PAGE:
The North Atlantic hurricane season has nearly come to an end. As November progresses, the chance of another storm developing becomes smaller. Climatology (last 60 years) tells us that roughly 4 in 10 years see a November storm formation including 4 in 2005 (Beta, Gamma, Delta, Epsilon), Hurricane Michelle (2001), Hurricane Lenny (1999), and Hurricane […]
Author Archives: Ryan Maue
Sept 9: Updated to follow Hurricane Ike, and possible US impacts in the next 4-5 days The North Atlantic tropics are becoming very active as the calendar approaches the climatological peak of the season (September 11). With high sea-surface temperatures and generally favorable atmospheric conditions (i.e. low vertical shear), every circulation or puff of convection […]
A new peer-reviewed paper has been published in an American Meteorology Society journal that raises many more questions on the linkages between hurricane activity and global warming. Eric Berger at the Houston Chronicle (SciGuy) did the leg-work and is the first (and only) mainstream media outlet to report the findings of Emanuel et al. (2008) […]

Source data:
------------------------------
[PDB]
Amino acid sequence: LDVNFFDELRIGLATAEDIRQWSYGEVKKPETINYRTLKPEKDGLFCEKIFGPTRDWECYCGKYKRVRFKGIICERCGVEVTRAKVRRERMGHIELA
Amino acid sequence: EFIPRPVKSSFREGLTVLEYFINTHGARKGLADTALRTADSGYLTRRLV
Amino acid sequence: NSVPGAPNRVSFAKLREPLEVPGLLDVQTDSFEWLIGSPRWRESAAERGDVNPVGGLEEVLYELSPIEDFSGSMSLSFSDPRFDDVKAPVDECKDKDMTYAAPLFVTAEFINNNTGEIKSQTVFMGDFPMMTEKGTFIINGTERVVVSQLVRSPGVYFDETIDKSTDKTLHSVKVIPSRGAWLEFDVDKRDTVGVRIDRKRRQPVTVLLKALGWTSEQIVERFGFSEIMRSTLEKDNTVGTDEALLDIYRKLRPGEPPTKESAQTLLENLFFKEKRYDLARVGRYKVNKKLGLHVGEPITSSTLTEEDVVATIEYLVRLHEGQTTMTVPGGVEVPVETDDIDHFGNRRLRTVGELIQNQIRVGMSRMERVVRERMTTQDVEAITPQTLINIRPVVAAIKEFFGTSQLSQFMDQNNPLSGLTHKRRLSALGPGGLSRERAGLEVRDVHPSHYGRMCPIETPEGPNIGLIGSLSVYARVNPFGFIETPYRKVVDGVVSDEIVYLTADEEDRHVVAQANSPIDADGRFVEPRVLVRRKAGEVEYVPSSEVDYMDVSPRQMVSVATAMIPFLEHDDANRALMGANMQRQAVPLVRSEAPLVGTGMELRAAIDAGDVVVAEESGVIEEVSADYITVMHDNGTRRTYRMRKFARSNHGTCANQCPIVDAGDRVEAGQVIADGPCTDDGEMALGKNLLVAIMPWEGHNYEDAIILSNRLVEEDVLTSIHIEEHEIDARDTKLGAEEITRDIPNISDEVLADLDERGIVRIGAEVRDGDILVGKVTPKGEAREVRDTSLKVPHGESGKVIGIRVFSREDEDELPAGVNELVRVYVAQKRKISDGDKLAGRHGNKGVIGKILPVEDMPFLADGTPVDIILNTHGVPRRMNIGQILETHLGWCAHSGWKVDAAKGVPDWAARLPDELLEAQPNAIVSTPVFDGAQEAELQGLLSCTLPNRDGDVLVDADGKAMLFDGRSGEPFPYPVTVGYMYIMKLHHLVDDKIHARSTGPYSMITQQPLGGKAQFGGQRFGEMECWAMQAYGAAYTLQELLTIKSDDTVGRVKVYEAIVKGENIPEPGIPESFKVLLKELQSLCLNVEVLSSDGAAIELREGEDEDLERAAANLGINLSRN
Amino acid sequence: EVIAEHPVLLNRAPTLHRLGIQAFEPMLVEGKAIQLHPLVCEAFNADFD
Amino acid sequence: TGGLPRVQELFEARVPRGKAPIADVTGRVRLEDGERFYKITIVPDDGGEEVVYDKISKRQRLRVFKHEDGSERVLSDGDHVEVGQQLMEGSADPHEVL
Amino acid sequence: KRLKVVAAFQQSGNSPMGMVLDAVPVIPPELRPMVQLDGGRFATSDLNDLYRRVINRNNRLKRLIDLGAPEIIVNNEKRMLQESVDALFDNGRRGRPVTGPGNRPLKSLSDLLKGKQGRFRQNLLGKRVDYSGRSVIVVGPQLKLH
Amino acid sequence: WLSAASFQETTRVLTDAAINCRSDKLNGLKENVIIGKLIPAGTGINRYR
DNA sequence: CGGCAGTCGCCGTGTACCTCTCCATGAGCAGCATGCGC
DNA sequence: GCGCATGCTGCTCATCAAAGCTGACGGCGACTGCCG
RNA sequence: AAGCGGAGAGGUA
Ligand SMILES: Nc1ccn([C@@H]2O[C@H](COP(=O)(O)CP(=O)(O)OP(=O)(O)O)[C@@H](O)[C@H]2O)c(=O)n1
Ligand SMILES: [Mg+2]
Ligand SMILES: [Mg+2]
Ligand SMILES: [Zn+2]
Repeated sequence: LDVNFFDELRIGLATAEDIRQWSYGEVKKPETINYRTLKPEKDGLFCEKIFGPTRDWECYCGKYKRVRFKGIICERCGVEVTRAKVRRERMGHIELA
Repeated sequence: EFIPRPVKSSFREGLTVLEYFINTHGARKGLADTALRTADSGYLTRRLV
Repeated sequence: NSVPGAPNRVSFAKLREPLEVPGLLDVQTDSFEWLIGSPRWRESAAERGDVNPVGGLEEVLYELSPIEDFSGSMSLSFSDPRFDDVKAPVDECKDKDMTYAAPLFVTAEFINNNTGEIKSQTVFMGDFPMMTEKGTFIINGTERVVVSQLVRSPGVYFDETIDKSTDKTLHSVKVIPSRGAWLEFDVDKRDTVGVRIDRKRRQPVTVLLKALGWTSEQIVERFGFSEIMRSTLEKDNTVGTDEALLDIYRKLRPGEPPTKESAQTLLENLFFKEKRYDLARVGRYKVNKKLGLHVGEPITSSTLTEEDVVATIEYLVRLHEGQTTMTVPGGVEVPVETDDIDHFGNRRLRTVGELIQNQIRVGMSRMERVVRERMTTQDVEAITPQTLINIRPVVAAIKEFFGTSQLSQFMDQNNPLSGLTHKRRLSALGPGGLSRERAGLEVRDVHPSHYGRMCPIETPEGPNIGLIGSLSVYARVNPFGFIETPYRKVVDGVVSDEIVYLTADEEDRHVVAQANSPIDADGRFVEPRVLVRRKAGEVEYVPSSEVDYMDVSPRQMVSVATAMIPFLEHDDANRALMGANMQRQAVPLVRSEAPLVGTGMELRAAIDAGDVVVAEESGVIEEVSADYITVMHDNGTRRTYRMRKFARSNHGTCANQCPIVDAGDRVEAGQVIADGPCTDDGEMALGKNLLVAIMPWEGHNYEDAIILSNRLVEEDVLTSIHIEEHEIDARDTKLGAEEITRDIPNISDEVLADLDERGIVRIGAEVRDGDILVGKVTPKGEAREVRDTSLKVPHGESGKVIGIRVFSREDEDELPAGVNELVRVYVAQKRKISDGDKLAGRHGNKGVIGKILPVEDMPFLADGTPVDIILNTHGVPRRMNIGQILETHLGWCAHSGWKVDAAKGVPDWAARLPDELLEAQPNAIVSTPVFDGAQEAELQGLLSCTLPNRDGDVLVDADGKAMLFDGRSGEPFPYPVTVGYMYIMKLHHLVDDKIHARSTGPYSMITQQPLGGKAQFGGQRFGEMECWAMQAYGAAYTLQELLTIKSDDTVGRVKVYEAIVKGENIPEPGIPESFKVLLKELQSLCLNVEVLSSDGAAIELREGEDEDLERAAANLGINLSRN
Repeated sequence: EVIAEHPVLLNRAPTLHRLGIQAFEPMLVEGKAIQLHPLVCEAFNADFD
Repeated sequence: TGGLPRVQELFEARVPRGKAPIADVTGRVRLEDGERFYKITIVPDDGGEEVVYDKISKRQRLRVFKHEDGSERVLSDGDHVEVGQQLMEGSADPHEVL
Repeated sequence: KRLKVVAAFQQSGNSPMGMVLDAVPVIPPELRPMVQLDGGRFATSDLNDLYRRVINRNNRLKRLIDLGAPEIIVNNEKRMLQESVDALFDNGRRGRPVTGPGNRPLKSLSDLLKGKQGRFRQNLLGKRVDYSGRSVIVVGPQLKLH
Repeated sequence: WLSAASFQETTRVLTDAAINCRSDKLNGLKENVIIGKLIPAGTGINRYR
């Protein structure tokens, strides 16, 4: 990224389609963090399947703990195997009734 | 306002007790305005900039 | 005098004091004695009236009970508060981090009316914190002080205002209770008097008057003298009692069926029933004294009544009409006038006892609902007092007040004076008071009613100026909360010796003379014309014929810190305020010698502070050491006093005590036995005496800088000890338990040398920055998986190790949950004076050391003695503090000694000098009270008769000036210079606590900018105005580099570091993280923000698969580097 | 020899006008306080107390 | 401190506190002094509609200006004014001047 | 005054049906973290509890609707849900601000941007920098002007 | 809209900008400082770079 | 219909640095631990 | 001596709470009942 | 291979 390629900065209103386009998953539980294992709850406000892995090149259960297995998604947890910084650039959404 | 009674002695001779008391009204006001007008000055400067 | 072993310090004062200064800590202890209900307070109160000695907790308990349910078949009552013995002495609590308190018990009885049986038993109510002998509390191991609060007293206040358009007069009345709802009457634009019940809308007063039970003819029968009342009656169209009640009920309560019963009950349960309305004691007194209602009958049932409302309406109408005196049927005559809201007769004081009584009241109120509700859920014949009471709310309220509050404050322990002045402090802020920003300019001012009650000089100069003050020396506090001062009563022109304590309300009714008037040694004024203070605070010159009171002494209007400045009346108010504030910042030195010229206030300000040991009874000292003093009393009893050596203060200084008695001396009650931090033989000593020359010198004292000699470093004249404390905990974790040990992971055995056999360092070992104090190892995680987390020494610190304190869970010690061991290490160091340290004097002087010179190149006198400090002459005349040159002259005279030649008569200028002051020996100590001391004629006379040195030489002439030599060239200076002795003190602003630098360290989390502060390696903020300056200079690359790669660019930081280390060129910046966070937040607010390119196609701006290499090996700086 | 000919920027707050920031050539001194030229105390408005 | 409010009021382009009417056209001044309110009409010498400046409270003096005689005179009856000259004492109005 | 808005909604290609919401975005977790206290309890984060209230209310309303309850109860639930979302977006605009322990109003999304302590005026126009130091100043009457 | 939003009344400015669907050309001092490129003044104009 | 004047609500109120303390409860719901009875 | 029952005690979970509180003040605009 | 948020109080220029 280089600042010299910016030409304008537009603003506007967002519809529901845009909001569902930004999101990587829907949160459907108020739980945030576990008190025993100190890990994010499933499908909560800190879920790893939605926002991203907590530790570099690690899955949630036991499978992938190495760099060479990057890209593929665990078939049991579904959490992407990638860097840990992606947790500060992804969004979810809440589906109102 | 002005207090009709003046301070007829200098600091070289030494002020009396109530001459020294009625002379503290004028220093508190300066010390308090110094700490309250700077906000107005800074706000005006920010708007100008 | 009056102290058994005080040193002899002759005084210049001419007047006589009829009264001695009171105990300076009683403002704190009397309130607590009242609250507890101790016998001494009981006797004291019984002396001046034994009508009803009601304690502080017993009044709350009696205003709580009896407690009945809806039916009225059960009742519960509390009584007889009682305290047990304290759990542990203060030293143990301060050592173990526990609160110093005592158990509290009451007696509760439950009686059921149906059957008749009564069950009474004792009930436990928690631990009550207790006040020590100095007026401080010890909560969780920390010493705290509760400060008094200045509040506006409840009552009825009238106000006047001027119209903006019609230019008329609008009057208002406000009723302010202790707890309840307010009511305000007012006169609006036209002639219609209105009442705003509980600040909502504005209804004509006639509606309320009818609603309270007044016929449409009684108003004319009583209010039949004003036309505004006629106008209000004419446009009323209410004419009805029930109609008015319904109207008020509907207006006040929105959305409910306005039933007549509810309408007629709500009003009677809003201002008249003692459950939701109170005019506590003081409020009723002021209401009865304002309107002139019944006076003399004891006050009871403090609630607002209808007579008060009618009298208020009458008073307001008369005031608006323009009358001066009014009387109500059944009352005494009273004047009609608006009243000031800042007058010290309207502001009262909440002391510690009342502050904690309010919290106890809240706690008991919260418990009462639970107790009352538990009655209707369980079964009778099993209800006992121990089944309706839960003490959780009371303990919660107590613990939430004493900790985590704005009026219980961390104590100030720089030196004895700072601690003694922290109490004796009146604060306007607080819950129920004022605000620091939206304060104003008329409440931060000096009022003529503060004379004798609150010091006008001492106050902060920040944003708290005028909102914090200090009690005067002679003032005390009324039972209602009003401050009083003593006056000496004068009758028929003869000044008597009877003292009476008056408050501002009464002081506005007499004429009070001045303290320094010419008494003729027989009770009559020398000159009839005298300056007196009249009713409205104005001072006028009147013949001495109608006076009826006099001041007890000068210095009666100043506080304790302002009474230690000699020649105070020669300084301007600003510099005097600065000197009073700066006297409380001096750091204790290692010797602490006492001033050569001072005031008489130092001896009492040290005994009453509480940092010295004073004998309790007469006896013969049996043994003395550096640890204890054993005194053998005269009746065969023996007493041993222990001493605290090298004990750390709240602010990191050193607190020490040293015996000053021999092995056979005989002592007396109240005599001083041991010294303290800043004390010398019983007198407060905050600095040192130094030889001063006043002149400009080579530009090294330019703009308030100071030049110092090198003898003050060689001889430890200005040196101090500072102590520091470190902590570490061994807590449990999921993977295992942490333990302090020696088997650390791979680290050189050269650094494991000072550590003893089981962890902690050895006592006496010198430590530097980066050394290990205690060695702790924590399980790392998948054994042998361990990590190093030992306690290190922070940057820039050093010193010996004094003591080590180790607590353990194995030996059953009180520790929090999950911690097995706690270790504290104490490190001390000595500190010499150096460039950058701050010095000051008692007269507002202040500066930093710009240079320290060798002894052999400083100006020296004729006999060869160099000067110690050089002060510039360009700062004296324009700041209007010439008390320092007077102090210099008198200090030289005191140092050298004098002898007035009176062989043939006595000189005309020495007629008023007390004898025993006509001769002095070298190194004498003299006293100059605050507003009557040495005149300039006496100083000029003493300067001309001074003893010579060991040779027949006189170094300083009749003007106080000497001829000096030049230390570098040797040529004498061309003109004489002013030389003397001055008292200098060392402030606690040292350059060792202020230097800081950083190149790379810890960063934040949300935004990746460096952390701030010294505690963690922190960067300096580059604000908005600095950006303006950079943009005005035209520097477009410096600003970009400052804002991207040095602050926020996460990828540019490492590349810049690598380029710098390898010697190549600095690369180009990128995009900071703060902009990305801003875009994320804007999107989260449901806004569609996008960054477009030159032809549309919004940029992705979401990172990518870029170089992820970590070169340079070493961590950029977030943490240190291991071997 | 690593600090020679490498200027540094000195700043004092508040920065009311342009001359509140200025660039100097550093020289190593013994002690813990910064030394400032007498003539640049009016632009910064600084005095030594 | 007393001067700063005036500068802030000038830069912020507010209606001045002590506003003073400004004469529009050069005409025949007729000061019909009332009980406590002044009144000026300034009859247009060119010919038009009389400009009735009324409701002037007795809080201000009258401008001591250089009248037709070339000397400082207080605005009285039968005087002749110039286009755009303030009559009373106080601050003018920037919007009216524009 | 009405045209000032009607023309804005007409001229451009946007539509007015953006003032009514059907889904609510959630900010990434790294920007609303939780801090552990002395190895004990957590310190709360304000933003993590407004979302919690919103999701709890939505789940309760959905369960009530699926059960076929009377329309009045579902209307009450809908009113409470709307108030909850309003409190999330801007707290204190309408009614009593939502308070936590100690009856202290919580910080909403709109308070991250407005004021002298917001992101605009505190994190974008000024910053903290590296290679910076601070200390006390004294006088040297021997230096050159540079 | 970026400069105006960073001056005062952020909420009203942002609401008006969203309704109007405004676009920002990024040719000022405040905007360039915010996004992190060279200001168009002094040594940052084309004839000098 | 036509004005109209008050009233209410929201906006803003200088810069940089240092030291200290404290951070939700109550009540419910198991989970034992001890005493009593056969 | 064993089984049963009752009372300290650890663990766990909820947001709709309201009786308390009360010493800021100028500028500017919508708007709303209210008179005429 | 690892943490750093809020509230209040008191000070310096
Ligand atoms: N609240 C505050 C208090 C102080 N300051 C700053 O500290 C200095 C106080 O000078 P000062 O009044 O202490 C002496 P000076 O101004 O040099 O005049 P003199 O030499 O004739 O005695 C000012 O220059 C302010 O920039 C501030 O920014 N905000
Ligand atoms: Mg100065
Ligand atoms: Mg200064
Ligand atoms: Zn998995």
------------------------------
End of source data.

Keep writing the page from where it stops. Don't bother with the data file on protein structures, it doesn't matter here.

Discussion of 2008 Hurricane seasonal forecasts, old and new research papers, and interpretation of trends over the entire globe.
Ryan Maue writes in as follows (see also 2007 Tropical Cyclone Activity). As reported at Climate Audit at the end of October, the North Atlantic was not the only ocean seeing quiet tropical cyclone activity. When using the ACE cyclone energy scale, the Northern Hemisphere as a whole is historically inactive. How inactive? One has […]
With October nearly done circling the drain, I figure it is about time to bring out the broom : Northern Hemisphere tropical cyclone activity is at historically low levels . In fact, September 2007 suffered the lowest ACE since 1977 ! Even scarier, so far 2006 and 2007 have the lowest October ACE since 1976 […]
A non-global warming explanation for the lack of moisture/drought in the US Southwest deals with the lack of Hurricane activity in the Eastern Pacific basin. The moisture, upper-level outflow, and accentuation of the monsoon can all be traced back partially to EPAC storms, which are highly sensitive to SST conditions in the equatorial Pacific (ENSO). […]